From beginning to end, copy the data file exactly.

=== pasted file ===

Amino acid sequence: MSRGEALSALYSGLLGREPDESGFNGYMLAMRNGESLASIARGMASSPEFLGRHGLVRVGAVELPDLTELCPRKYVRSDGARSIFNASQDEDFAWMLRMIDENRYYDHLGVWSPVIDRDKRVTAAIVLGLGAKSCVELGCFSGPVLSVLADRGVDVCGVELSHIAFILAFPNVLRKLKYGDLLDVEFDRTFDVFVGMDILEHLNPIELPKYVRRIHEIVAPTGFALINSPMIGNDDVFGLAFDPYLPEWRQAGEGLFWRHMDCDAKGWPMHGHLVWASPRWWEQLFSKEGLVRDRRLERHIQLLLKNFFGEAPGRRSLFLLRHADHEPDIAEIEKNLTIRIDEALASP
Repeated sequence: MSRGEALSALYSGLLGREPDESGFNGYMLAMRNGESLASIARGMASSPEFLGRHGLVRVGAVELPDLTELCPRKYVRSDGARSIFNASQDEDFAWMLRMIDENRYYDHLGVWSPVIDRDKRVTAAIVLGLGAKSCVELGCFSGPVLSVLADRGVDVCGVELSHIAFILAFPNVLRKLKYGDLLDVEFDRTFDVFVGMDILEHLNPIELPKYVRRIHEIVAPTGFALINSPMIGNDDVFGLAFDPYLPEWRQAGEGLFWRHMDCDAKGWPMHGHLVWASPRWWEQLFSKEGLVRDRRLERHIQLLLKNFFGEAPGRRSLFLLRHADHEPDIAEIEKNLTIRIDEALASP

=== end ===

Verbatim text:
Amino acid sequence: MSRGEALSALYSGLLGREPDESGFNGYMLAMRNGESLASIARGMASSPEFLGRHGLVRVGAVELPDLTELCPRKYVRSDGARSIFNASQDEDFAWMLRMIDENRYYDHLGVWSPVIDRDKRVTAAIVLGLGAKSCVELGCFSGPVLSVLADRGVDVCGVELSHIAFILAFPNVLRKLKYGDLLDVEFDRTFDVFVGMDILEHLNPIELPKYVRRIHEIVAPTGFALINSPMIGNDDVFGLAFDPYLPEWRQAGEGLFWRHMDCDAKGWPMHGHLVWASPRWWEQLFSKEGLVRDRRLERHIQLLLKNFFGEAPGRRSLFLLRHADHEPDIAEIEKNLTIRIDEALASP
Repeated sequence: MSRGEALSALYSGLLGREPDESGFNGYMLAMRNGESLASIARGMASSPEFLGRHGLVRVGAVELPDLTELCPRKYVRSDGARSIFNASQDEDFAWMLRMIDENRYYDHLGVWSPVIDRDKRVTAAIVLGLGAKSCVELGCFSGPVLSVLADRGVDVCGVELSHIAFILAFPNVLRKLKYGDLLDVEFDRTFDVFVGMDILEHLNPIELPKYVRRIHEIVAPTGFALINSPMIGNDDVFGLAFDPYLPEWRQAGEGLFWRHMDCDAKGWPMHGHLVWASPRWWEQLFSKEGLVRDRRLERHIQLLLKNFFGEAPGRRSLFLLRHADHEPDIAEIEKNLTIRIDEALASP